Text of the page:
Joseph Appleyard, SJ, who taught English with Dr. Mahoney early in his career, offered similar praise. “John was a good friend and mentor, a well-respected scholar of Romantic poetry, and one of the architects of the modern English Department's rise to prominence in the field of literary studies. But I suspect the achievement he would be most proud of, other than his long and happy marriage and his accomplished family, would be the generations of students he taught to love poetry."
A fervent believer in the value of higher education, Dr. Mahoney felt strongly that academia should not be insular or aloof. “We have to find ways of articulating what we do in the sciences, in literary criticism, in philosophy, in theology...in a language that is accessible to a society hungry for knowledge,” he told Boston College Magazine in 1994.
In 2003, Dr. Mahoney was awarded an Honorary Doctor of Humane Letters degree from Boston College, to go along with his undergraduate and master’s degrees. He also held a doctorate from Harvard University.
The citation for his 2003 honorary degree read, in part: "Outstanding teacher, dedicated university citizen, and renowned Wordsworth authority, he has set a benchmark for faculty quality. His masterful teaching, prolific scholarship, fidelity to Catholic tradition, openness and warmth reflect the Jesuit heritage and unique institutional character he cherishes, breathing new life into classical notions of the humanities and liberal education."
Dr. Mahoney joined the English faculty at Boston College in 1955, serving as chairman from 1962-67 and again from 1969-70. In 1994 he was appointed as the inaugural Thomas F. Rattigan Professor of English. His last class as a full-time professor was chronicled by the Boston Globe in 2002, in an article that described him as “the favorite professor everyone remembers.” He continued to teach on a part-time basis following his retirement and remained active in the BC community until this past year.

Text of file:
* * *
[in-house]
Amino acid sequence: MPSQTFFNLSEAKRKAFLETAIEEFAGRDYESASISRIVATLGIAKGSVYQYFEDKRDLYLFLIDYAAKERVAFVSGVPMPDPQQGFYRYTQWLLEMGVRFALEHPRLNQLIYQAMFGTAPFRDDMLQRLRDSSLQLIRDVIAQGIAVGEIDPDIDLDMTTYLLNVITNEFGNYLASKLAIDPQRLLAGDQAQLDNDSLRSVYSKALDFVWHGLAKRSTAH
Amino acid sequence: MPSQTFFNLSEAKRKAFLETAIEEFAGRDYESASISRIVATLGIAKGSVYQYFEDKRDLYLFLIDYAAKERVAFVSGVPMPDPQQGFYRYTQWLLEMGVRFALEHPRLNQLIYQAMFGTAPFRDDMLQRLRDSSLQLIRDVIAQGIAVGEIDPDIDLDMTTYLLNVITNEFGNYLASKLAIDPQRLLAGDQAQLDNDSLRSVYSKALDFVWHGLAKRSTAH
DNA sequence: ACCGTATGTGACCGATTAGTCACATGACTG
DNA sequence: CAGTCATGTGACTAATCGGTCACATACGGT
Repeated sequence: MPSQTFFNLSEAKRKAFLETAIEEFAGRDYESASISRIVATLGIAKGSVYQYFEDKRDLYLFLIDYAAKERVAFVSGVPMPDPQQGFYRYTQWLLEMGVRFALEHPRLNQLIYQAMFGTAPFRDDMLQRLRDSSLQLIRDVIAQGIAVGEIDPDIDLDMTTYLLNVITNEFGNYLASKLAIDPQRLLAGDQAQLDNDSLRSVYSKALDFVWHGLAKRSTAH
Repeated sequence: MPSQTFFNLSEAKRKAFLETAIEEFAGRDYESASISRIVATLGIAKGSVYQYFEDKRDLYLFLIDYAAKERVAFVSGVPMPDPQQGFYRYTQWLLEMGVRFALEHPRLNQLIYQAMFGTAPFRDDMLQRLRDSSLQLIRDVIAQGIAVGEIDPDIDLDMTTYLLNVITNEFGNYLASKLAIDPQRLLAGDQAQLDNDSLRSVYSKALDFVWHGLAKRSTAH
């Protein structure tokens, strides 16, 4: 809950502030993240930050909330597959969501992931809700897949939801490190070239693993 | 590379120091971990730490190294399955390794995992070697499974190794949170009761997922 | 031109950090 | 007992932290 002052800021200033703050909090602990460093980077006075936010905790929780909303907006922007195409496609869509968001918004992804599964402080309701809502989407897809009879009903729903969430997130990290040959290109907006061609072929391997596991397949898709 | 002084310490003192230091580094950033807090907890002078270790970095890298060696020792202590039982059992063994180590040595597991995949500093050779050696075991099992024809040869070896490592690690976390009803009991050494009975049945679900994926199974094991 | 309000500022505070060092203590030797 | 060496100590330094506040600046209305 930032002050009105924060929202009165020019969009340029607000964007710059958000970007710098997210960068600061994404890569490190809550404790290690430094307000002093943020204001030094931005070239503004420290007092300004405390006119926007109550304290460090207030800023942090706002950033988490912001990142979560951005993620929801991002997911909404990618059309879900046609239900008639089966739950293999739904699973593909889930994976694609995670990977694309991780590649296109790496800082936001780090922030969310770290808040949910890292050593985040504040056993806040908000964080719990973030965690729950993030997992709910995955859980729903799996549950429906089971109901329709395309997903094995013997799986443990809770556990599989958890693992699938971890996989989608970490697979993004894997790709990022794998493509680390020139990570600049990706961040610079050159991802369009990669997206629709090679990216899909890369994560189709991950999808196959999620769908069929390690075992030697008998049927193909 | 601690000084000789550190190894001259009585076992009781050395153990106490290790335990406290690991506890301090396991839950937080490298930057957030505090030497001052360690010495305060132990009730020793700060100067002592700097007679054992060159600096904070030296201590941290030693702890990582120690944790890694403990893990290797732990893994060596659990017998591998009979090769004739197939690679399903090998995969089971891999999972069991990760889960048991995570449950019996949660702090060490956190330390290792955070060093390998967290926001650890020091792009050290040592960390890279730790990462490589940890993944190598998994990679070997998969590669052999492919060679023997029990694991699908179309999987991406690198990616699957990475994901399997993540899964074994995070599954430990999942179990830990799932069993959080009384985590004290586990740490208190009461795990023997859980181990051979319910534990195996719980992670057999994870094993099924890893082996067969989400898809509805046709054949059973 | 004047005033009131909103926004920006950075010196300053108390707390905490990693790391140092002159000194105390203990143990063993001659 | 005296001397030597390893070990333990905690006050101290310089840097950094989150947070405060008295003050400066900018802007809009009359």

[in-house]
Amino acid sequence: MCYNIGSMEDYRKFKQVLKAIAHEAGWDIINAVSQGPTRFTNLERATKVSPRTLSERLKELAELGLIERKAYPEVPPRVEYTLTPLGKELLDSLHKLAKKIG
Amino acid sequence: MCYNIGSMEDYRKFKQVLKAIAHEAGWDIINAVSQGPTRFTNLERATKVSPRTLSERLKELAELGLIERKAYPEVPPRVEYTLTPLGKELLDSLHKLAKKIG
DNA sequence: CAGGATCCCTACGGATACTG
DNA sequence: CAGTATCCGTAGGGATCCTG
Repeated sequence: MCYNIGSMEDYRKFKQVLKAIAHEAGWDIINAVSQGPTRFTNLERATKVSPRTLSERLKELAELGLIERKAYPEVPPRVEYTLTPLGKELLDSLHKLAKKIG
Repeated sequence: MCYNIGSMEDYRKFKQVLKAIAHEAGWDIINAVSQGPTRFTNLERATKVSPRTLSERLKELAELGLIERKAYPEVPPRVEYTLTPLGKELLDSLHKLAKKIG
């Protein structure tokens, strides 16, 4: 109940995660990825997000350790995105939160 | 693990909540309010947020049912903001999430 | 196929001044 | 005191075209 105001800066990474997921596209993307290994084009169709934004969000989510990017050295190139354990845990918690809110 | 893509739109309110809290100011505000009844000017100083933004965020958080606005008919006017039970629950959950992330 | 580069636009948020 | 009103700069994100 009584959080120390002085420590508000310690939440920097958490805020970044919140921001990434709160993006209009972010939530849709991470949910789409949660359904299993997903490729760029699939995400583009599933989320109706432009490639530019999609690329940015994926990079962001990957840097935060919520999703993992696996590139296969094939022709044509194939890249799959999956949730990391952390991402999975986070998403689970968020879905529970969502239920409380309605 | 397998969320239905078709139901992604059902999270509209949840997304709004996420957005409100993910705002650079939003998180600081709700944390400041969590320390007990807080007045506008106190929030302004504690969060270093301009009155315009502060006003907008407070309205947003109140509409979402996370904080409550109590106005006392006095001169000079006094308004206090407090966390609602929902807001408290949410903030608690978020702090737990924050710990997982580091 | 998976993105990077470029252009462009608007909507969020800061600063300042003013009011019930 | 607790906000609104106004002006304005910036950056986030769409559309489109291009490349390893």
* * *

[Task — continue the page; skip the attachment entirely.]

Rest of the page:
Dr. Mahoney was considered a mentor to dozens of present day academic luminaries who have made their mark at universities nationwide.
Former student Stephen Fix ’74, an 18th-century literature scholar and the Robert G. Scott Professor of English at Williams College, cited Dr. Mahoney as the key influence in his intellectual formation and his decision to pursue a career in academe. “John changed my life,” said Fix. “His example inspired me to want to become a scholar and, especially, a teacher. I’ve met other great teachers in my life, but none is John’s equal. He encouraged me and countless others to see that literature can help us discover our deepest human values and commitments.”
A gifted classicist and linguist who spoke Latin, Greek and French, Dr. Mahoney also held a deep passion for jazz as well as theater, and is said to have introduced many of his students over the years to the joys of music and theatrical performances.
His numerous honors included the University's Alumni Award for Excellence and the St. Ignatius Medal from Boston College High School, awarded to the school’s most distinguished alumni.
He leaves his beloved wife of 58 years, Ann, three children: John Jr., Patricia and William, all graduates of Boston College, and five granddaughters: Alison Mahoney, Emma Mahoney, Emily O’Brien, Erin O’Brien and Gillian Mahoney. He is also survived by his sisters Margaret P. Mahoney of Lexington, and Mary Louise Hegarty, and her husband, Cornelius, of Belmont.
Visiting hours will be held at the Douglass Funeral Home in Lexington, Mass., on Thursday, September 3, from 4-8 p.m. A Mass of Christian Burial will take place at St. Ignatius Church in Chestnut Hill, Mass., on Friday, September 4, at 10 a.m. Burial will be private.
In lieu of flowers, donations may be made in Professor Mahoney's memory to the Boston College Fund.
--Jack Dunn and Sean Smith, News & Public Affairs